US in New Push against Drugs in Central America
By Dialogo June 22, 2011
The United States discussed efforts to be a “more effective” partner with Central America in fighting drug trafficking during Secretary of State Hillary Clinton’s visit to Guatemala on 22 June, aides said.
The chief US diplomat visited Guatemala City to discuss a counternarcotics strategy with the leaders of Guatemala, Belize, El Salvador, Honduras, Nicaragua, Costa Rica and Panama.
Other leaders or top officials attending the talks represented Mexico, Colombia, Chile, Spain and the European Union, they added.
Clinton has “been concerned about the situation in Central America for some time,” Arturo Valenzuela, the assistant secretary of state for Western Hemisphere affairs, told reporters.
As Mexico has tried to fight its drug trafficking scourge, drug mafias have increasingly pushed south into Central America and countries like Guatemala and Belize have seen a surge in violence that they are struggling to stop.
Clinton has “been pushing for greater engagement on the part of the United States since she began to focus on these issues some time ago,” Valenzuela said.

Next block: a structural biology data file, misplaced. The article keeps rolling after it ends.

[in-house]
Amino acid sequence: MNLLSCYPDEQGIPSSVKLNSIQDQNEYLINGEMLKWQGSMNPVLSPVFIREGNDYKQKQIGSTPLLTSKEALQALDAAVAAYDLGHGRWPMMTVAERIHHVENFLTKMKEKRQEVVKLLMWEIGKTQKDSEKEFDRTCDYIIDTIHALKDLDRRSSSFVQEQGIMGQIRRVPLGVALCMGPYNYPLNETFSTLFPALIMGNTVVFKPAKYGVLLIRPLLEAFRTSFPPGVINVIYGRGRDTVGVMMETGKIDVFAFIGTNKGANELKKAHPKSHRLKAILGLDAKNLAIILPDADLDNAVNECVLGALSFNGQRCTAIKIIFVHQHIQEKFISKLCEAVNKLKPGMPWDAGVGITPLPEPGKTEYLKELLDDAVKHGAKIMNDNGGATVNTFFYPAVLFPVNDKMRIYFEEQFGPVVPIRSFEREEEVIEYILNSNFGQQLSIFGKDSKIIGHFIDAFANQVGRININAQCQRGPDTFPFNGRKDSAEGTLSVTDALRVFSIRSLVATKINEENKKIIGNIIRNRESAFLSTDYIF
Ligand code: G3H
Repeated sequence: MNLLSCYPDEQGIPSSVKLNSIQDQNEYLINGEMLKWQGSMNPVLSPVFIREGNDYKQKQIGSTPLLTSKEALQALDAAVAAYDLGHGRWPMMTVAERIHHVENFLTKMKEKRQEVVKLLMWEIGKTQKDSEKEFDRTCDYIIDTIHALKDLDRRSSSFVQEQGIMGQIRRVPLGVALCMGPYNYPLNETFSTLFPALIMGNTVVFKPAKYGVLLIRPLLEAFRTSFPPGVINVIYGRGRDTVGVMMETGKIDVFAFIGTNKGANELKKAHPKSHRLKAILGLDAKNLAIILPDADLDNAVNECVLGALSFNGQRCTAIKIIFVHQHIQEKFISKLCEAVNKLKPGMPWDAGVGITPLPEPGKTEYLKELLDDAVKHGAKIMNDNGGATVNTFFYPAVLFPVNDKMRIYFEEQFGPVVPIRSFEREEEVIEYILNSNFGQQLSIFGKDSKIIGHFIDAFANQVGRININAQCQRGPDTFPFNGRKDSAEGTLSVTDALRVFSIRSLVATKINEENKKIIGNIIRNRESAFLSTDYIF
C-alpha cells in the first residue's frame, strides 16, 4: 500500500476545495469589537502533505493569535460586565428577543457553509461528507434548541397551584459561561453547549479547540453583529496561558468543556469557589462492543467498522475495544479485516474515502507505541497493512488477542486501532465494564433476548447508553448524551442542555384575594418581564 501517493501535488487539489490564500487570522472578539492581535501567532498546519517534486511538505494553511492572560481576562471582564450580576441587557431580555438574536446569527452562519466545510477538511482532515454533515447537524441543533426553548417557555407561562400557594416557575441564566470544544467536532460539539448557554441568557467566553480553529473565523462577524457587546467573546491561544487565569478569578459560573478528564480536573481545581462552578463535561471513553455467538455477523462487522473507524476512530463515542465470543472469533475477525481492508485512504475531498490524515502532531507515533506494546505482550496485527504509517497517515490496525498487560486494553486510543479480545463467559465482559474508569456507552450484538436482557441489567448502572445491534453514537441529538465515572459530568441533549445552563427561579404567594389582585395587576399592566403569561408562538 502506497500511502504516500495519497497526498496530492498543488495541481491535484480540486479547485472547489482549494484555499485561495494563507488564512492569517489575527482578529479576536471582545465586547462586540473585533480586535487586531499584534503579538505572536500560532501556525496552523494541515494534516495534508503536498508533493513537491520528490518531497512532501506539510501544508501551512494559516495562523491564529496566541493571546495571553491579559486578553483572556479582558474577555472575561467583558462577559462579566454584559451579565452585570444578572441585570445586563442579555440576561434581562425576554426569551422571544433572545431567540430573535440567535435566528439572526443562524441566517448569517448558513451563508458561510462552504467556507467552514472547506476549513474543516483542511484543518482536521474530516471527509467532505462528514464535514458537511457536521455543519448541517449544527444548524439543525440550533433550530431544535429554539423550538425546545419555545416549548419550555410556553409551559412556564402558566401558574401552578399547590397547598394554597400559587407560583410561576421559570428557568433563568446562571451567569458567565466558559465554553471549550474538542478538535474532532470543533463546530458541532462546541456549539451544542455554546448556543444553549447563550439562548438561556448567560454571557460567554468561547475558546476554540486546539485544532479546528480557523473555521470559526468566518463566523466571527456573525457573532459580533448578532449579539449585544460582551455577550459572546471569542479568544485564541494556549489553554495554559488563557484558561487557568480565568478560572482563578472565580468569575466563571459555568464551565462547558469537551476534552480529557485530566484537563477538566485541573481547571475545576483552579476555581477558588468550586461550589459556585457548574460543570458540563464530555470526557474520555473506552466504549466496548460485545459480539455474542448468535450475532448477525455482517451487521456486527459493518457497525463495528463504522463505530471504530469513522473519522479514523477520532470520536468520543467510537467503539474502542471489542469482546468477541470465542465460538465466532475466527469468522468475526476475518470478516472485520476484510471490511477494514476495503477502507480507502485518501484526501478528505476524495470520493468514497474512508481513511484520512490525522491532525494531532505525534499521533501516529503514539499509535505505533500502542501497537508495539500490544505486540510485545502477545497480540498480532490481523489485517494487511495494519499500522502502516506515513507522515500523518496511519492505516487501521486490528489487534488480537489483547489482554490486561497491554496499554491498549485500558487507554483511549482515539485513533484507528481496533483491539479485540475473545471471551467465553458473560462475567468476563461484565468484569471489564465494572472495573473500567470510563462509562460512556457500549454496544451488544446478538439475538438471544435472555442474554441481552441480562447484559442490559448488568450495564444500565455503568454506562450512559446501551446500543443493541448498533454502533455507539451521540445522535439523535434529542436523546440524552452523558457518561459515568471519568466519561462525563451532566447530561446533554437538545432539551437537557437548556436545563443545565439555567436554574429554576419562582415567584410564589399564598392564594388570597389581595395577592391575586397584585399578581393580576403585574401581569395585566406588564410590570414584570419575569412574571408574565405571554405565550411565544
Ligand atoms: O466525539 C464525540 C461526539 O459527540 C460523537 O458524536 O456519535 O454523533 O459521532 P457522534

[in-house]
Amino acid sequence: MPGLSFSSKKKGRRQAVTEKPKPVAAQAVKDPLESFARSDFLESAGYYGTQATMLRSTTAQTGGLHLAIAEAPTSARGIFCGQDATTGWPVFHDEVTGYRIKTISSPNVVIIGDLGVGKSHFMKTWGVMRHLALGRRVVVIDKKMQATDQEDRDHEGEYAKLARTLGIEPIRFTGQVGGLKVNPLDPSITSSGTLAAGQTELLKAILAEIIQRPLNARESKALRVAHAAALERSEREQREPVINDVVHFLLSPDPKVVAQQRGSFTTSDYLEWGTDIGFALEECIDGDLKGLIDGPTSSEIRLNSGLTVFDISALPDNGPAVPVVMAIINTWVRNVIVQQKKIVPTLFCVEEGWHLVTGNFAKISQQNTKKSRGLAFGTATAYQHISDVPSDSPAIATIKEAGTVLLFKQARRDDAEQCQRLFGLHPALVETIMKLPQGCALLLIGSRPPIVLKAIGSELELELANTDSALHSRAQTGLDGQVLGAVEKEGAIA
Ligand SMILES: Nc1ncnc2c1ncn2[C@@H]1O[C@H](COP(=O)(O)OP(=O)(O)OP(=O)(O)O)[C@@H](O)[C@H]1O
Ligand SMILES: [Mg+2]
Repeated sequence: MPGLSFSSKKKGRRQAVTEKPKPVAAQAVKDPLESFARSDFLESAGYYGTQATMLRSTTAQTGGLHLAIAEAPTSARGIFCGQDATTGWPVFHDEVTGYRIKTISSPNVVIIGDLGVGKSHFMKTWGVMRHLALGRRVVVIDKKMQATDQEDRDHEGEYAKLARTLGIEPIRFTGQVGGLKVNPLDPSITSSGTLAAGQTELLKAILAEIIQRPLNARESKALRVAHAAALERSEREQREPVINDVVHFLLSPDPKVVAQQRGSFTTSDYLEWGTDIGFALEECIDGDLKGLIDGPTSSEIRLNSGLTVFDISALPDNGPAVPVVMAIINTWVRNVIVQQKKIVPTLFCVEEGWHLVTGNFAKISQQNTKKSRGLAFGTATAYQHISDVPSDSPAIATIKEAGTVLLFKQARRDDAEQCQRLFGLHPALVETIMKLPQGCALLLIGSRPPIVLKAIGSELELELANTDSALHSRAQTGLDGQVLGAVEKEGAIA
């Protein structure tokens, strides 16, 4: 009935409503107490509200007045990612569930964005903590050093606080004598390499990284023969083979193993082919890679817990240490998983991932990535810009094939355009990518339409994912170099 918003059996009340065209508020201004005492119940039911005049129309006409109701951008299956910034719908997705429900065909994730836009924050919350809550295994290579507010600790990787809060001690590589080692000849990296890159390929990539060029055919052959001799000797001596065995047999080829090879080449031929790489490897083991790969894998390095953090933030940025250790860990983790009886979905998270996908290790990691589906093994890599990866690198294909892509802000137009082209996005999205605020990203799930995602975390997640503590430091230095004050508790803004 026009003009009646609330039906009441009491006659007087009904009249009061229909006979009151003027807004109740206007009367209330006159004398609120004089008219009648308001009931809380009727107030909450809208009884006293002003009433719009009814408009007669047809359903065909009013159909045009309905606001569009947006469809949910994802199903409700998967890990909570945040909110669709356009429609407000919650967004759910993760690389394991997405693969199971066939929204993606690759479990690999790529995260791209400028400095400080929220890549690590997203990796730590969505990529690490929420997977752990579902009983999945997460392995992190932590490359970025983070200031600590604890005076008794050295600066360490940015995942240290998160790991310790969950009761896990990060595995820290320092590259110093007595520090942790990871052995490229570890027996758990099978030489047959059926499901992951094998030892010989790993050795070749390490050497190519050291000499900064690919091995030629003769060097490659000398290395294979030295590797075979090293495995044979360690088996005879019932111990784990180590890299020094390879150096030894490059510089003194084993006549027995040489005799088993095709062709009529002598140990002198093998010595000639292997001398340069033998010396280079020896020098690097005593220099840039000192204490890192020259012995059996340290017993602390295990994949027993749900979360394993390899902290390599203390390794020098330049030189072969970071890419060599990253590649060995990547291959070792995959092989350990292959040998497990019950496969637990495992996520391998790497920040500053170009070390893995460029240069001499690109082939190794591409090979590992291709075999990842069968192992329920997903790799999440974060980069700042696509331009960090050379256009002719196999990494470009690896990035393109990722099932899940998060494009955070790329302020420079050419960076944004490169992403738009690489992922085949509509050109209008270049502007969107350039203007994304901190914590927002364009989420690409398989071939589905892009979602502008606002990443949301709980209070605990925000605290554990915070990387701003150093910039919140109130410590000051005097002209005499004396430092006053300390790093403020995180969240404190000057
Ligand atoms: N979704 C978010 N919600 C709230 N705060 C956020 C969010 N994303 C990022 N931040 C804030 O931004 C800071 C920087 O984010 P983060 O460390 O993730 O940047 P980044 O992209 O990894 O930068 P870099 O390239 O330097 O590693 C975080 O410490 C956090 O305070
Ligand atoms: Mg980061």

However, he said, the meeting did not amount to a donors’ conference and instead focused on using existing resources better.
“The question is: Is the funding being used strategically in the appropriate way? And that’s what we’re going to be addressing in this meeting,” Valenzuela said.
“The secretary may announce how we’re repackaging some of our own assistance,” in support of the counternarcotics strategies of the region’s countries, he said previous to the meeting.
Washington cooperates with Central America through the Central American Regional Security Initiative, with a budget of 260 million dollars.
Clinton’s main concern is organized crime and its threat to the continent’s democratic institutions, particularly those in Central America, said Michael Shifter, who heads the Inter-American Dialogue, a DC-based think tank.
“When she thinks about the region, it is what concerns her most, and I believe she wants to achieve a concrete result to contain and respond to this growing criminality in Central America,” Shifter told AFP.